Yellowstone Supervolcano to Blame for Recent Earthquake Activity

The Yellowstone caldera is one of the most geologically active pieces of real estate on the planet, with a high concentration of geysers, hot springs, mud volcanoes, and similar features.  These features not only make Yellowstone a magnet for tourists, but they also attract the attention of geologists, who are interested in Yellowstone because it sits on top of a plume of melted mantle that has triggered titanic eruptions in the distant past.  Now, two of these geologists have looked into what we know about the region in an attempt to estimate the risks for future eruptions.

A large fraction of the national park, including most of Yellowstone Lake, sits inside an ancient volcanic caldera, formed when a magma chamber blew its roof off about 640,000 years ago, releasing approximately 1,000 cubic kilometers of material in the process.  An even larger eruption, about twice the size, occurred about 2 million years ago.

But volcanic activity isn’t limited to these super-eruptions.  The new paper reviews evidence that between 250,000 and 500,000 years ago, there were a number of smaller eruptions that would still be very significant from the perspective of anyone near Yellowstone at the time they happened.  Four of these involved large flows of lava, and two others saw pyroclastic flows, mixtures of hot gas and ash.  Large lava flows have also erupted between 174,000 and 70,000 years ago.

But more recently, the floor of the caldera is rising, and recent earthquakes in the region suggest magma movement beneath the park.  There have been a number of larger earthquakes and swarms of smaller ones, mostly associated with the refilling of the magma stores deep under the caldera or the movement of hot fluids closer to the surface.  The floor of the caldera itself has also been rising, in some cases by as much as 15cm over a two-year period.  This rise is layered on top of a general rebound from a kilometer-thick ice sheet that was present during the last glaciation.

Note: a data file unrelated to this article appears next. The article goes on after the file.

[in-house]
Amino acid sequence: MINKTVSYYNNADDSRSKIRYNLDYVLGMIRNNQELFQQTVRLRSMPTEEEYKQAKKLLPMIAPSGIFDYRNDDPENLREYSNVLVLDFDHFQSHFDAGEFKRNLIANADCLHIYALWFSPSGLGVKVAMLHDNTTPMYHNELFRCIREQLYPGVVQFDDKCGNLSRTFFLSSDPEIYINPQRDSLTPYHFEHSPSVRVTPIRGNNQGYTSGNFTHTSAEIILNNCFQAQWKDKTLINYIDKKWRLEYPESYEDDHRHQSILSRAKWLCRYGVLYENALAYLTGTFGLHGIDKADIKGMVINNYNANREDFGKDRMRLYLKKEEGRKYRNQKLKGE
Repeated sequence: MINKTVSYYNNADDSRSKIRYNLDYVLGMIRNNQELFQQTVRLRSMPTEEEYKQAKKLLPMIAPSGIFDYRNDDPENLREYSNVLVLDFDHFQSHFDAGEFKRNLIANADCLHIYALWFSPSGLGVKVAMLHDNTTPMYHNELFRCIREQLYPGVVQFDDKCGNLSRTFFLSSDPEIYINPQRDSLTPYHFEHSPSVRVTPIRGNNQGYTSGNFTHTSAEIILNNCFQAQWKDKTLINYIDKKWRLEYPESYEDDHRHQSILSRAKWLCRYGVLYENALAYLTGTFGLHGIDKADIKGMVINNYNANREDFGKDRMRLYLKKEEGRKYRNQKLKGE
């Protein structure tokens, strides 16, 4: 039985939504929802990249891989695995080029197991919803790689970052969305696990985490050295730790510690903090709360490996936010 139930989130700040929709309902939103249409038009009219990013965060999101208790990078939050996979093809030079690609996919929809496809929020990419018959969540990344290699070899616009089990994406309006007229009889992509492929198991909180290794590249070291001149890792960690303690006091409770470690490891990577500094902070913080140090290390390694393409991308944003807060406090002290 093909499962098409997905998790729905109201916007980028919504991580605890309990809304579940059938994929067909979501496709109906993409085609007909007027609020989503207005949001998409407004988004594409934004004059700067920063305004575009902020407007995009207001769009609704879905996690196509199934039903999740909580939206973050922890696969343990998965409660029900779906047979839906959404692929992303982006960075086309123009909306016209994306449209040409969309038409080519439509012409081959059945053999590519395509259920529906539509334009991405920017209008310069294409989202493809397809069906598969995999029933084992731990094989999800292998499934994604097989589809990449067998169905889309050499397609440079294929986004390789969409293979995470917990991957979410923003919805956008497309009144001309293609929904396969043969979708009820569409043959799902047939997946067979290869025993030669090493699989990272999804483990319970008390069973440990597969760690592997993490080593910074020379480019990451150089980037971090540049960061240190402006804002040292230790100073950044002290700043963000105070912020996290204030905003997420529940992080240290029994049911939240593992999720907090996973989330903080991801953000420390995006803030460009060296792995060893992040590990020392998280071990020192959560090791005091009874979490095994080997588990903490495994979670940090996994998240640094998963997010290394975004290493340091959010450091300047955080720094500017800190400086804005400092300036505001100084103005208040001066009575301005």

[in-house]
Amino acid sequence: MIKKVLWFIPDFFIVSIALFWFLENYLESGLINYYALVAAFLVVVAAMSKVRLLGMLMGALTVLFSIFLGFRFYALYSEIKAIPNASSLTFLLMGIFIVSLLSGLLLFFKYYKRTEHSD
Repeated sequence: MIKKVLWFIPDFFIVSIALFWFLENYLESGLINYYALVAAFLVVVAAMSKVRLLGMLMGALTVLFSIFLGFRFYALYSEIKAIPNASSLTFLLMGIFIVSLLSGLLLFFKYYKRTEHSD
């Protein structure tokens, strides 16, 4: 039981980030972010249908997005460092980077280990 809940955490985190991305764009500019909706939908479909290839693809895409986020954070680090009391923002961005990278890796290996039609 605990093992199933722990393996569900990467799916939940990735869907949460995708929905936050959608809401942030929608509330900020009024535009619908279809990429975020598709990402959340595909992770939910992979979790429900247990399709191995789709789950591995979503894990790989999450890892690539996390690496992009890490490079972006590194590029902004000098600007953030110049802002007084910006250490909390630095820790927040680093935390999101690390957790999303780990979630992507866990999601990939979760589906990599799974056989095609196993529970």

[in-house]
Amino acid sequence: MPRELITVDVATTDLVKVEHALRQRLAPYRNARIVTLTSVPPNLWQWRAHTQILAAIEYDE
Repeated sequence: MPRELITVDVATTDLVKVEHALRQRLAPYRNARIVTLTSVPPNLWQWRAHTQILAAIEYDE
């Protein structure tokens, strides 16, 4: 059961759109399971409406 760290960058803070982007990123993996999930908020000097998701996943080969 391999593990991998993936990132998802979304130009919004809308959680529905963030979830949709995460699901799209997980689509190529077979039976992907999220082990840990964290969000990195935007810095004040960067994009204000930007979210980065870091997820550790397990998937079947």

All in all, the review of Yellowstone’s history makes it clear that it’s an incredibly complex place with lots of things that can potentially influence its future behavior.  Still, the authors manage to extract a few predictions from the chaos.

In the paper, they note that the eruptions, earthquakes, and other indications of faulting cluster along three main lines: one along the western rim, one down the center of the caldera, and a third towards the east, partly underlying Yellowstone Lake.  If eruptions were to resume, the authors suggest that these areas are likely to be the focus.  But it’s difficult to predict whether the eruptions would involve pyroclastic explosions or large lava flows.  The extensive groundwater and lakes in the area could also add to the explosiveness of any eruptions.

The good news is that there’s no indication that more eruptions are likely to be on the way. The magma reservoir that starts 10-20km down appears to be only partially melted, at about 5-15 percent molten material. Some areas have more shallow extensions and/or increased melt, but the maximum appears to be about 30 percent.

But there is bad news. An examination of the shape and composition of crystals formed in previous eruptions indicate that the molten material experienced a rapid ascent to the surface, and didn’t end up sitting in pools closer to the surface before being ejected. This suggests that a recharging of the deep magma reservoir could lead to relatively rapid eruptions, and there might not be any clear sign of the magma moving towards the surface from there that would tip us off to the coming eruptions.

All of which suggests that monitoring the deep magma reservoir is probably the best way to understand what Yellowstone might be up to.

So the next time you feel the earth shaking beneath your feet, it’s probably just old Yellowstone reloading its chambers.

Source:  Ars Technica